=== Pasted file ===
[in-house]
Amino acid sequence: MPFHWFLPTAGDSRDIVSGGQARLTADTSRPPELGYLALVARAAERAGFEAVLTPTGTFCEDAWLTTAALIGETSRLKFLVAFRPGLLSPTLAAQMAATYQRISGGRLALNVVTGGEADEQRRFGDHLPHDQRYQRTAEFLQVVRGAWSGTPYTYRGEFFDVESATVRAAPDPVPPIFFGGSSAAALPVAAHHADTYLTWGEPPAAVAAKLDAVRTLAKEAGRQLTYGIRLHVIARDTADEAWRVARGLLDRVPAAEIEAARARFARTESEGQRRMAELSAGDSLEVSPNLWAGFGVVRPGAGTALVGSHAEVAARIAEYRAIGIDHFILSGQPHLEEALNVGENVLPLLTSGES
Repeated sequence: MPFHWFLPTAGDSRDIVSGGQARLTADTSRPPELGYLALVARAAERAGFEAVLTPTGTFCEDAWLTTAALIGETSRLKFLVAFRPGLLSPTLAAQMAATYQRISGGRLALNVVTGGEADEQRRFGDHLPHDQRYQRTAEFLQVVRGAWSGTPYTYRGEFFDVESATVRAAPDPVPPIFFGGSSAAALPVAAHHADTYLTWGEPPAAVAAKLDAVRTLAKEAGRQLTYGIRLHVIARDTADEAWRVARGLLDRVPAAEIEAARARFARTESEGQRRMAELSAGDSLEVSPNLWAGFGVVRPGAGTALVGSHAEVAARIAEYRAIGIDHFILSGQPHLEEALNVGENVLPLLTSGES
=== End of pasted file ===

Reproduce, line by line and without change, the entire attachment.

[in-house]
Amino acid sequence: MPFHWFLPTAGDSRDIVSGGQARLTADTSRPPELGYLALVARAAERAGFEAVLTPTGTFCEDAWLTTAALIGETSRLKFLVAFRPGLLSPTLAAQMAATYQRISGGRLALNVVTGGEADEQRRFGDHLPHDQRYQRTAEFLQVVRGAWSGTPYTYRGEFFDVESATVRAAPDPVPPIFFGGSSAAALPVAAHHADTYLTWGEPPAAVAAKLDAVRTLAKEAGRQLTYGIRLHVIARDTADEAWRVARGLLDRVPAAEIEAARARFARTESEGQRRMAELSAGDSLEVSPNLWAGFGVVRPGAGTALVGSHAEVAARIAEYRAIGIDHFILSGQPHLEEALNVGENVLPLLTSGES
Repeated sequence: MPFHWFLPTAGDSRDIVSGGQARLTADTSRPPELGYLALVARAAERAGFEAVLTPTGTFCEDAWLTTAALIGETSRLKFLVAFRPGLLSPTLAAQMAATYQRISGGRLALNVVTGGEADEQRRFGDHLPHDQRYQRTAEFLQVVRGAWSGTPYTYRGEFFDVESATVRAAPDPVPPIFFGGSSAAALPVAAHHADTYLTWGEPPAAVAAKLDAVRTLAKEAGRQLTYGIRLHVIARDTADEAWRVARGLLDRVPAAEIEAARARFARTESEGQRRMAELSAGDSLEVSPNLWAGFGVVRPGAGTALVGSHAEVAARIAEYRAIGIDHFILSGQPHLEEALNVGENVLPLLTSGES